Did you know there are many breeds of horses and donkeys that are endangered?

 There are many reasons why such as low breeding populations and the societal shift away from horses for transportation and work uses. The Livestock Conservancy is a non-profit organization that has been working for over 40 years to spread awareness about over 150 heritage and historic breeds across 11 different species of livestock in varying levels of endangered risk. Let’s dive in to some of the breeds listed as endangered by The Livestock Conservancy to spread more awareness through our equine community. 

Horse Breeds 

While some of the horse breeds listed on The Livestock Conservancy website are ones you may have never heard of, many are breeds you probably have. Three of these are the Cleveland Bay, Foundation Morgans, and Rocky Mountain horses.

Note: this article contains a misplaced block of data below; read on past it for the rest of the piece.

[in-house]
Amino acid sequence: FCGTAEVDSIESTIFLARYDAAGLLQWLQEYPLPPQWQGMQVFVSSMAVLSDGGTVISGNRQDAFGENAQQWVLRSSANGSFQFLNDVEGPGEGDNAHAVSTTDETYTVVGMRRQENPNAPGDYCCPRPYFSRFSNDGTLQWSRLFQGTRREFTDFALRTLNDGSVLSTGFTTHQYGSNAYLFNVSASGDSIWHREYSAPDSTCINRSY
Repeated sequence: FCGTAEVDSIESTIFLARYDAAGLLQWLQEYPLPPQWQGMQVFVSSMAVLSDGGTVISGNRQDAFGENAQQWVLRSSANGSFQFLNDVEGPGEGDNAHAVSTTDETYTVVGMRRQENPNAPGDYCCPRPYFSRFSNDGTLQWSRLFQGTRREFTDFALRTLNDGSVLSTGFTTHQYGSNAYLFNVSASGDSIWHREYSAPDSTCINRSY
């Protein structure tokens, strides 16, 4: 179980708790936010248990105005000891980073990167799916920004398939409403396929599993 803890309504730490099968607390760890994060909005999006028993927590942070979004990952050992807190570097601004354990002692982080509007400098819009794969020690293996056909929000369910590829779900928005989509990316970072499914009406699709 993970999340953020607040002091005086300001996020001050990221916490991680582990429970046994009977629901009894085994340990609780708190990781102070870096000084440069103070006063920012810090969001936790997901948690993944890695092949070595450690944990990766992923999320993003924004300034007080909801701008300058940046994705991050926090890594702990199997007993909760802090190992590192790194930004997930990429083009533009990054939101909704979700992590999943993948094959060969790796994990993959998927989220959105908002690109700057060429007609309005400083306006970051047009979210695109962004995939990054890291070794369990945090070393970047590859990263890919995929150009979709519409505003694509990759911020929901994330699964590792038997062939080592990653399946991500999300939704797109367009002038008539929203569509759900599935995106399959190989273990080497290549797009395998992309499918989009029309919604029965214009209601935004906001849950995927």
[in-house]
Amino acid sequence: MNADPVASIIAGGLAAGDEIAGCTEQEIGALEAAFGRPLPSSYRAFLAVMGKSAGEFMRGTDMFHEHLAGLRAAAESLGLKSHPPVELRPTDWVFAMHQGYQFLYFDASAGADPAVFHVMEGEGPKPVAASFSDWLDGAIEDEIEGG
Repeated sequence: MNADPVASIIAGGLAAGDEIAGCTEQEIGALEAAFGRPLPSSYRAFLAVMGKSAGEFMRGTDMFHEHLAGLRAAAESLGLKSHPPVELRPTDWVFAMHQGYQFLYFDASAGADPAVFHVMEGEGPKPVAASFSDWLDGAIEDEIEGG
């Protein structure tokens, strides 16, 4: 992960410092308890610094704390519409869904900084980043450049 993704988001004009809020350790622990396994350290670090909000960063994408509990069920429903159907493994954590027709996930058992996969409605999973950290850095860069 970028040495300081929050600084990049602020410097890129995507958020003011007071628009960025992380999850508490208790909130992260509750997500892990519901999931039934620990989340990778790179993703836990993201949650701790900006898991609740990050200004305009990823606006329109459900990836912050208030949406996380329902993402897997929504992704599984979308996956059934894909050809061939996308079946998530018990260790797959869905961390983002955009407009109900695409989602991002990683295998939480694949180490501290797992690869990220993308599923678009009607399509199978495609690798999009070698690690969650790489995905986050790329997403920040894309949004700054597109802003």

Cleveland Bays originated in England in the 1800’s and two centuries of only breeding purebreds created one of the most consistent horse breeds known today. Cleveland Bays were bred to be useful for all things riding, driving, and farm work, yet still have a strong and refined (and always bay) appearance. Since the Cleveland Bays’ pure breeding was very genetically diverse from Thoroughbreds, they made a good cross with them to create lighter sport horses, but this meant fewer purebred Cleveland Bays remained. 

Morgans were the fundamental breed in New England and became the foundation to many of the most popular breeds today including Quarter Horses and Standardbreds. Foundation Morgans were stocky work horses, primarily used for driving as the original trotters but also for riding. These were the horses that pulled covered wagons out West and were the go-to breed of the Pony Express. Morgans started being crossed with other breeds to create leaner, taller sport horses, which are the Morgans you see today in Saddleseat competition.